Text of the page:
• Kids are in charge of finding answers
  • A peer helper is responsible for behavior management
  • Children are free to organize groups on their own
  • Kids perceive greater control of their own learning

"Children will learn to do what they want to do." sugata mitra —Sugata Mitra

How to set up a SOLE


Now, it is time to create your own SOLE space!
Here’s what you need:
Simple SOLE essentials: At school

1 computer per 4 kids (Hint: A large screen helps the whole group get a better view)

A whiteboard or blackboard to write questions on

Paper and pens for kids to take notes for their sharing at the end of the SOLE

For younger kids, a nametag or something fun to designate the helper’s role.

Simple SOLE essentials: At home

1 laptop or desktop per group of 4 children

Paper and pens for kids to take notes for their sharing at the end of the SOLE

Optional: Webcam, microphone, and creative software packages for graphics, video, music and communication

Can you kill a goat by staring at it? — Curiosity Catalyst


Once you design your SOLE space, it’s time to plan your first SOLE. Here is a sample SOLE plan that can be adjusted to fit your schedule, space, and community realities.

The time required for review and feedback may vary depending on the complexity of the question posed during the investigation period and the answers the kids collect.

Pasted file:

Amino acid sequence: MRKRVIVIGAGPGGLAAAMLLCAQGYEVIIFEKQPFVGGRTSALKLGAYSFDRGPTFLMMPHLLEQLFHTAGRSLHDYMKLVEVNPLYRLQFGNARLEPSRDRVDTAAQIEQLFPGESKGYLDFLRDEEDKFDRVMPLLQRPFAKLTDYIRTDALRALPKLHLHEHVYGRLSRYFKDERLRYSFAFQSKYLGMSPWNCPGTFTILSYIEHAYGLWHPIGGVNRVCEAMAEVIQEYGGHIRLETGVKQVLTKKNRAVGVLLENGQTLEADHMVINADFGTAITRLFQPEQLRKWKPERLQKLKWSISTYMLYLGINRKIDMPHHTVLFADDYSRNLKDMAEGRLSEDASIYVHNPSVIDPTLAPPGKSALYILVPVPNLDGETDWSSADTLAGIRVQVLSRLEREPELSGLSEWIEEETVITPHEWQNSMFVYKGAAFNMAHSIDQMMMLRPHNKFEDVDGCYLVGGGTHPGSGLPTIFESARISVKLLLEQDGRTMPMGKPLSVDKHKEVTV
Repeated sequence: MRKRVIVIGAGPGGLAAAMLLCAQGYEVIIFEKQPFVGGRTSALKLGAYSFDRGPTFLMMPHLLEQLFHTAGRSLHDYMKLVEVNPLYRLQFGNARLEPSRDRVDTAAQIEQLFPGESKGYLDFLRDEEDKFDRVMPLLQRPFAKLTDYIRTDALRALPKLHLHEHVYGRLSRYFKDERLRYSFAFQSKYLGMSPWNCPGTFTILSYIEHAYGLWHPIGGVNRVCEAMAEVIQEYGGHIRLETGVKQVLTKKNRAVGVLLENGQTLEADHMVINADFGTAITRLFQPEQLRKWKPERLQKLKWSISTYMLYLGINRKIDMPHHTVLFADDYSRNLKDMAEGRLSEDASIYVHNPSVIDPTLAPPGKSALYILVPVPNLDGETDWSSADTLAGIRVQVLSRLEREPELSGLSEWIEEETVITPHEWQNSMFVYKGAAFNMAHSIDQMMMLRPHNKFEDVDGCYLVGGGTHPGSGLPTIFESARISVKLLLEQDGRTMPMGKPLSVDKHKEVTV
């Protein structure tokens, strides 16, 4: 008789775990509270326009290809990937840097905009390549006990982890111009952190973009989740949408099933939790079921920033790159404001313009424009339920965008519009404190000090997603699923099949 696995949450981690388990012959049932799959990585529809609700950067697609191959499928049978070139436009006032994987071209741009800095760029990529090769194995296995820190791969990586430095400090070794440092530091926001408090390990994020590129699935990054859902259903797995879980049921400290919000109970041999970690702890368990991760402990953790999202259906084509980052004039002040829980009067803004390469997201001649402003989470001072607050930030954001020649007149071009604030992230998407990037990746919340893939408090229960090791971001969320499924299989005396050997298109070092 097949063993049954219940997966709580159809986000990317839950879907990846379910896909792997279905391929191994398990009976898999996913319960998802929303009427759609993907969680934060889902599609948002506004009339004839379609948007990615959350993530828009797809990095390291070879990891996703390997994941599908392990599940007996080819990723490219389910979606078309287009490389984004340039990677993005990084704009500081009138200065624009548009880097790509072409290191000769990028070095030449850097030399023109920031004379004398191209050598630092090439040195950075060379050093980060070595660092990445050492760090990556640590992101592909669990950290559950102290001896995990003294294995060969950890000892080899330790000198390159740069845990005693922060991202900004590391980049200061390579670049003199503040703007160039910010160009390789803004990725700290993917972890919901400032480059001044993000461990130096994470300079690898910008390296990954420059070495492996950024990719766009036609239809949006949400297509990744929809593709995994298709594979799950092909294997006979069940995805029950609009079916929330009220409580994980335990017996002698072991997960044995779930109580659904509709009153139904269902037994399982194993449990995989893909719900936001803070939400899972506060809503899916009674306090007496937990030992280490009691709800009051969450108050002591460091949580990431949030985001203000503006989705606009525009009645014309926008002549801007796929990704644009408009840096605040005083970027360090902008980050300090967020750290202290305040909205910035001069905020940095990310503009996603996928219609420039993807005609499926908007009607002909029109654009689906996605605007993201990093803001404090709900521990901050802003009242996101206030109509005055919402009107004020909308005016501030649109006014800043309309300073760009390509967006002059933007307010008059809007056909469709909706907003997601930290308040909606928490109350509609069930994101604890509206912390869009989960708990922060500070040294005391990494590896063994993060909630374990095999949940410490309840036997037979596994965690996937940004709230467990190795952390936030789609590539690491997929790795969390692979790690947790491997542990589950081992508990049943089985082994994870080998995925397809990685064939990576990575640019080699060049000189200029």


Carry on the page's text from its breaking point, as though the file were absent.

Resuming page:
• Activity: 5 Mins
  • Pose an inquiry question (see the next section "Discovery" for details).
  • Generate interest by offering a creative prompt, like an image or video, or playing audio that relates to the question.
  • Explain the SOLE process.
  • Nominate a helper and briefly describe the role.
  • Activity: 40 Mins
  • Let the adventure begin! Kids work in groups to find answers online to the inquiry question.
  • Delegate behavior management and problem-solving to the helper.
  • Use open and useful questions
  • Document the SOLE. Take notes, photos, quotes, and audio recordings. Ask participants what their experiences of the SOLE were.
  • Activity: 10-20 Mins
  • Find a welcoming space for the children to share their stories of collective discovery.
  • Facilitate a discussion about the question itself and their investigation process.
  • Engage the kids in their own review: What would they do differently next time, both individually and collectively? What did they think they or others did really well?

"Ask BIG questions, find BIG answers." sugata mitra —Sugata Mitra

What makes a good question?

The magic sparked by the SOLE experience emerges from fascinating questions igniting children’s curiosity. When launching a SOLE, it is important for educators to model a spirit of wonder to set the tone. By demonstrating their own inquisitiveness when introducing queries for kids to explore, adult facilitators will create an open, flexible, and encouraging space for children to take intellectual risks.

We have found that large, open, difficult and interesting questions often make the best “big” questions for SOLE inquiries. Questions that are unanswerable; such as “who made space?” help encourage kids to offer theories instead of concrete answers. Even though it may be tempting to ask questions with seemingly easy answers, it is important to ask big picture questions that promote deeper and longer conversations.

For example, here are some sample "big" questions a group of fifth graders investigated:
What was ancient Egypt really like? How do my eyes know to cry when I’m sad?
Why do people slip on wet surfaces? Did dinosaurs really exist?
Here are more big questions you can ask:
Can you kill a goat by staring at it? Why aren't there any mammals bigger than a blue whale?
Do boys think differently from girls? What are the five best tips for better searching on Google?